Intracranial haemorrhage

Another side effect of taking anticoagulant medications is intracranial haemorrhage. Intracranial haemorrhage is when there is a brain bleed.7 The use of anticoagulant medications is associated with a higher risk of causing a brain bleed.8 However, direct-acting oral anticoagulants have been associated with a lower risk of causing an intracranial haemorrhage compared to medications such as warfarin.8


Bruising occurs when the smallest blood vessels under your skin, known as capillaries, rupture, causing blood to leak out of them. The blood leaking out of the capillaries causes discolouration, which is what is known as a bruise. When you are on anticoagulant medications this can cause you to bruise more easily, or come out in larger, more discoloured bruises. This is due to anticoagulant medications slowing down the blood clotting process, and if your blood cannot clot this causes more blood to leak out of the ruptured capillaries.


Due to anticoagulants having the side effect of severe bleeding, this can potentially result in anaemia.9 Anaemia is when the amount of red blood cells in your bloodstream rapidly declines. Your red blood cells contain a protein known as haemoglobin, which carries oxygen to your body’s tissues. Having fewer red blood cells means that less oxygen is carried to your body’s tissues, which is needed for your cells and tissues to survive. This can result in the following symptoms:

  • Fatigue
  • Shortness of breath
  • Dizziness

Adverse reactions

Heparin is a type of anticoagulant which stops the blood clotting process. However, heparin can unfortunately lead to an adverse reaction known as heparin-induced thrombocytopenia. This is a response from your immune system which causes antibodies to activate cells in your blood known as platelets, which are responsible for clotting. This in turn leads to an increased risk of blood clotting.10

Other side effects

Other notable side effects include the following:

  • Having heavy periods if you are assigned female at birth
  • Bleeding gums
  • Vomiting blood
  • Prolonged nosebleeds
  • Passing blood in your urine or faeces

Drug interactions

Drug interactions can take place when you take an anticoagulant medication combined with another drug, and this can unfortunately lead to an increased risk of bleeding. The following types of medications can interact with anticoagulant medications to elicit this effect:11

Drug interactions and warfarin

It is also important to note that antibiotics, antifungals and antivirals can interfere with the mechanism of action of certain anticoagulant medications, including warfarin.13

Antibiotics interfere with your gut flora’s production of vitamin K, and vitamin K has the ability to reverse the anticoagulant effects of warfarin.13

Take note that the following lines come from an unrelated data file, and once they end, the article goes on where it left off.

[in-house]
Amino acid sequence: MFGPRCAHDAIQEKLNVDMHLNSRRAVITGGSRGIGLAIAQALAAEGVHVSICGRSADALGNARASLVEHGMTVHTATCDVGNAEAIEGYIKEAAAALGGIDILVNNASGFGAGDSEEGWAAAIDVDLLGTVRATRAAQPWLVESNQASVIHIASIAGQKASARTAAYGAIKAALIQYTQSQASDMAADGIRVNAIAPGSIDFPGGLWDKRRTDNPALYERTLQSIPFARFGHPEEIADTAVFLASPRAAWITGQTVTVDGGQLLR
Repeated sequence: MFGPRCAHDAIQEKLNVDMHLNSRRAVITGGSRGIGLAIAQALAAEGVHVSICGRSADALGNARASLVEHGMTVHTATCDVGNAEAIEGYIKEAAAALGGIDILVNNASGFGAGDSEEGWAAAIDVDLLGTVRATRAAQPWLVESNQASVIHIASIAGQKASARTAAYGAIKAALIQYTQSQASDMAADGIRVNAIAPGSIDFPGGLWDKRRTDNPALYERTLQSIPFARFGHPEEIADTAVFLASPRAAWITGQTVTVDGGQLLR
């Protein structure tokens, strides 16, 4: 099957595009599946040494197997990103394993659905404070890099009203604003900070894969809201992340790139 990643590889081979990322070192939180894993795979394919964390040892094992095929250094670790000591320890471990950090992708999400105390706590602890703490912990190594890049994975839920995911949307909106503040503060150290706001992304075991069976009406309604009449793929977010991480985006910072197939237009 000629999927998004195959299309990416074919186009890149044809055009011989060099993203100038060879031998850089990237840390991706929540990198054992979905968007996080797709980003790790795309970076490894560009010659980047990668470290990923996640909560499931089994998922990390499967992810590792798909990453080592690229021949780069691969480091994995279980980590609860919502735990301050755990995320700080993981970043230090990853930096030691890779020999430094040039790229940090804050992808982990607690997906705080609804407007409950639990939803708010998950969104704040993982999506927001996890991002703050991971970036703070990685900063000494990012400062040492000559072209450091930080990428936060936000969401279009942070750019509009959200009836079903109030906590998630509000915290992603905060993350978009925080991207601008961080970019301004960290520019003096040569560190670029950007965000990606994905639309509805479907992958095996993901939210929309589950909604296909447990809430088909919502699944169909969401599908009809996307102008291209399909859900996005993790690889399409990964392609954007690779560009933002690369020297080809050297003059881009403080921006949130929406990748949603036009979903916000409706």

In addition, statins can also interfere with the mechanism of action of warfarin, which includes the following:13

The following antiplatelet drugs can also interfere with warfarin and cause excessive bleeding:13

The antidepressant drug, fluoxetine, can also interfere with the action of warfarin in your body, and an alternative antidepressant should be prescribed by your doctor if you are on warfarin.13

Please note that grapefruit juice and cranberry juice can both interfere with the mechanism of action of warfarin, and grapefruit juice consumption should not exceed more than 200 ml a day when you are taking warfarin, and your cranberry juice consumption should not exceed more than 24 ounces a day.13

Please note that this list of drug-to-drug interactions is not exhaustive, and you should speak to your pharmacist or doctor about which other medications are appropriate to take in conjunction with warfarin or any other anticoagulant medication.

Monitoring and management of side effects

Regular follow-up

If you are on warfarin you will need to have routine international normalised ratio (INR) blood tests, which will assess how long it takes for your blood to clot. Direct-acting oral anticoagulants do not require this type of monitoring, but you will still have to regularly follow up with your doctor. This will allow your treatment to be reviewed and you can be assessed to see if you are experiencing any serious side effects, such as bleeding.

Adjustment of dosage

If you are on warfarin and have an INR test, the doctor will see if the INR value is within the target to ensure that the warfarin is having the desired effect on the body, and if it is not within range the doctor may change your dosage. This ensures that the warfarin dose is safe for you, to avoid any unwanted side effects, and that it is having the desired effect.13

Patient considerations and pre-existing conditions affecting anticoagulant use

Surgery and tooth removal

If you are having surgery or a tooth removed it is important to let your dentist or doctor know that you are taking anticoagulants as they affect the ability of your blood to clot. You may be advised to stop taking your anticoagulant medication before surgery, or you may need a blood test to see if your blood clots at the correct speed to have the procedure. Pregnancy and breastfeeding